The coordinates of the CDFS and UDS fields dictate that all VANDELS observations must take place between August and January each year. The first observations for VANDELS were obtained in mid-November 2014, and the survey will undertake its first full observing season between Aug 2015 and Jan 2016. The provisional 4-year schedule for VANDELS should see the final observations taken in January 2019. A full discussion of the scheduling can be found in the VANDELS survey management plan
VANDELS is an ESO public survey and, as such, all of the raw data is immediately available via the ESO archive. In addition, the VANDELS team has undertaken to deliver fully reduced data products to the astronomy community on a regular basis. The first VANDELS data release is provisionally scheduled for September 2016, with further data releases scheduled at yearly intervals thereafter. All data products will be published via the ESO archive and this website. A full description of the VANDELS data products and data release schedule can be found in the VANDELS survey management plan
Fig. 1 Layout of the proposed VANDELS pointings (4 in UDS and 4 in CDFS). In each figure the VIMOS quadrants of a given pointing are shown as a different colour, overlaid on a greyscale image showing the available HST H-band imaging (centre) and wider-area, ground-based, H-band imaging. The quality of the multi-wavelength data available over the wider UDS and CDFS fields is excellent, and more than sufficient to select HAB<24 targets over the full VANDELS footprint. The pointings are placed to ensure that each VIMOS quadrant always intersects the CANDELS HST imaging which, due to the high surface density of faint z≥3 galaxies, allows us to maximize the number of slits in the central HST area.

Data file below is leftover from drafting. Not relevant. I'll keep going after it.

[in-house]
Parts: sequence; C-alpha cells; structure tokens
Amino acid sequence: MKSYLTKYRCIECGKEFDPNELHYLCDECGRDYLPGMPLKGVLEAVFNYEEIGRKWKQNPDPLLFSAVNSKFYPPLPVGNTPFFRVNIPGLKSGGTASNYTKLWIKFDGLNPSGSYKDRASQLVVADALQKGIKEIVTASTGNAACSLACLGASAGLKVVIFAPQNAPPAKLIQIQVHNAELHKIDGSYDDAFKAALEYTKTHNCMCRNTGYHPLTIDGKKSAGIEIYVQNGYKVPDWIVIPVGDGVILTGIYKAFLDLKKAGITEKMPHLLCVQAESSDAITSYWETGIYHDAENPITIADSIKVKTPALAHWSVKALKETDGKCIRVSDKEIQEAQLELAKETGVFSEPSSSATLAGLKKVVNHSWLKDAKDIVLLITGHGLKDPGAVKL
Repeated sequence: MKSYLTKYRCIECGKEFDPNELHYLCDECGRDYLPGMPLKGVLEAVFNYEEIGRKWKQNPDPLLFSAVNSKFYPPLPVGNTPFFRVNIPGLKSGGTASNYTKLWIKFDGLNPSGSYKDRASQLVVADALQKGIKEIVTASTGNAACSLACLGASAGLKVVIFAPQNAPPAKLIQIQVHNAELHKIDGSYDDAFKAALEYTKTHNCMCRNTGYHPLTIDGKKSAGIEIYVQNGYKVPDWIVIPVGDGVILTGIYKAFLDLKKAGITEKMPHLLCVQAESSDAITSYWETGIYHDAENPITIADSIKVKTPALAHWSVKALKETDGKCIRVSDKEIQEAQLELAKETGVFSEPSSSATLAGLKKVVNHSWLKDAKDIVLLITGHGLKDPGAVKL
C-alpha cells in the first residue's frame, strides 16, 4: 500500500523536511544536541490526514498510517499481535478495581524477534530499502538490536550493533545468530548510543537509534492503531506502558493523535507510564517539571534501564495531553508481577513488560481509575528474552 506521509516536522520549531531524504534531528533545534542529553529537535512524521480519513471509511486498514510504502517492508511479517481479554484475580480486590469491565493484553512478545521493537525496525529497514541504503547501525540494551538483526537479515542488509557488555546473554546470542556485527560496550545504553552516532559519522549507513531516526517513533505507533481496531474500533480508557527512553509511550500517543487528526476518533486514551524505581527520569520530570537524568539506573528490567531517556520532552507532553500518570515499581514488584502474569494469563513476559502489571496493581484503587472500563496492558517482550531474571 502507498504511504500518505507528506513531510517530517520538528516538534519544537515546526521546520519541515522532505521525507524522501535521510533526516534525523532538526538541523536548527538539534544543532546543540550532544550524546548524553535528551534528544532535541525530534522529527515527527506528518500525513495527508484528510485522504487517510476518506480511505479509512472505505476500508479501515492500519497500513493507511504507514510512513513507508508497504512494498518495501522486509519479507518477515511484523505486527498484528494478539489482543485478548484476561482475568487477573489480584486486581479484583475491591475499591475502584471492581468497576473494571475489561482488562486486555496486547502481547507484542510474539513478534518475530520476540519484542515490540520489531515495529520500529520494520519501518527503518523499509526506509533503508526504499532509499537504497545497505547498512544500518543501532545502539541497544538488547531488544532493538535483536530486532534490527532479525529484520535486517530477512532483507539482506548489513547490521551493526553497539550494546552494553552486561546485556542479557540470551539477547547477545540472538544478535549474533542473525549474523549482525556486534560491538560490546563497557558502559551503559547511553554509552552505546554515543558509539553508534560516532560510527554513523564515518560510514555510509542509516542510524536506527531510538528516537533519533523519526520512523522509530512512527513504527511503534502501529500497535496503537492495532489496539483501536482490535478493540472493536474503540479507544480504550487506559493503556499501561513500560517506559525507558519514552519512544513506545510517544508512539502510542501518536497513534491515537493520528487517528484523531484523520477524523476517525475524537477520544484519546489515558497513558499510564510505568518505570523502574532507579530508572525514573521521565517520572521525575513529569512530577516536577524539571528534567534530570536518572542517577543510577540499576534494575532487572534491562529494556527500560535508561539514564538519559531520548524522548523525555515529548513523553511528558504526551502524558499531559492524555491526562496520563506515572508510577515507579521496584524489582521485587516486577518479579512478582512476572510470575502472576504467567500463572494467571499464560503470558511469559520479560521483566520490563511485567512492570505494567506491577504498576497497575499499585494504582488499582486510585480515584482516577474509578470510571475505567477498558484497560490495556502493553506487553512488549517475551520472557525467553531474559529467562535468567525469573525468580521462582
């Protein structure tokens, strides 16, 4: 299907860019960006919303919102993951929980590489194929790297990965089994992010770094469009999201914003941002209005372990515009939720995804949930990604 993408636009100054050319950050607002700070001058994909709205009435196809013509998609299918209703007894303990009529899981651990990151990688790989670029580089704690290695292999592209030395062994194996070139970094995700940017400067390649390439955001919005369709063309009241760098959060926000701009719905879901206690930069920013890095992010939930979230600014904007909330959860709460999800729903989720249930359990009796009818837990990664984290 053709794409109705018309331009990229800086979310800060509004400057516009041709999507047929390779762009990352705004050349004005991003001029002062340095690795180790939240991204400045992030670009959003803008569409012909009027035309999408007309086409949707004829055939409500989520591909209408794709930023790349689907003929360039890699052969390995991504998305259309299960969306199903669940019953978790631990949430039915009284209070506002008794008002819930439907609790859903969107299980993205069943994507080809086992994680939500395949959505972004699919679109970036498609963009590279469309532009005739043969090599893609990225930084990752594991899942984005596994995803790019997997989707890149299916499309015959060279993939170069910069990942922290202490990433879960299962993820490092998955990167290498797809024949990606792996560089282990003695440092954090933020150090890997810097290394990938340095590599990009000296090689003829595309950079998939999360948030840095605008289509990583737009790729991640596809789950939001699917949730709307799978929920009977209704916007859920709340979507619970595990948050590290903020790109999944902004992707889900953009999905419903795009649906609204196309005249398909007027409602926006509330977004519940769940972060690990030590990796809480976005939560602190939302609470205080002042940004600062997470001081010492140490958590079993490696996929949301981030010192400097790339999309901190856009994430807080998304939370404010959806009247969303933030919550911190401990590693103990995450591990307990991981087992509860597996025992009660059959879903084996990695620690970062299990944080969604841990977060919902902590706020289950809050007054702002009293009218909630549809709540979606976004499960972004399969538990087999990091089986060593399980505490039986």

Fig 2. A comparison between the expected VANDELS redshift distribution and those of previous high-redshift spectroscopic surveys. The LHS panel shows the redshift distribution of the VIMOS Ultra Deep Survey (VUDS) within the context of other notable spectroscopic surveys (taken from Le Fevre et al. 2014). It is clear that even VUDS has a redshift distribution which is strongly peaked at z=2.5-3, with only a small fraction of galaxies at z>4 and only 26 galaxies in total at z≥5. The RHS panel shows the expected redshift distribution of VANDELS, based on photometric redshifts derived from the multi-wavelength data available in the CDFS and UDS fields. The VANDELS selection function should ensure that ~20% of the final sample are at z≥4, with ~200 galaxies at z≥5.